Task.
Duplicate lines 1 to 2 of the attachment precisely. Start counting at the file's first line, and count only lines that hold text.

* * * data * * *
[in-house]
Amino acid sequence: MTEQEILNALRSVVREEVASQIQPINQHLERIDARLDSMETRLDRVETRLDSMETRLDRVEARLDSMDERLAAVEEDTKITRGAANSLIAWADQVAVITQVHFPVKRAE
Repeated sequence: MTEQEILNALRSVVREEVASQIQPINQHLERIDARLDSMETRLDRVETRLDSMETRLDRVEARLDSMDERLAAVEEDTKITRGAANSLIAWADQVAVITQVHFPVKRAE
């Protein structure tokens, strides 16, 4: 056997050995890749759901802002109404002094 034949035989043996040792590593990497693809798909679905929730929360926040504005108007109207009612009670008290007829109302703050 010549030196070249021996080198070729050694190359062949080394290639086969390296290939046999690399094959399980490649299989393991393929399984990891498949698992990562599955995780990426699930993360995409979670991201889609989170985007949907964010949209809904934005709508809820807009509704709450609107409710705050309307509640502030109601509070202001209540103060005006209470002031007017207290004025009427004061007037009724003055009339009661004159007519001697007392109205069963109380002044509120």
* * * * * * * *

[in-house]
Amino acid sequence: MTEQEILNALRSVVREEVASQIQPINQHLERIDARLDSMETRLDRVETRLDSMETRLDRVEARLDSMDERLAAVEEDTKITRGAANSLIAWADQVAVITQVHFPVKRAE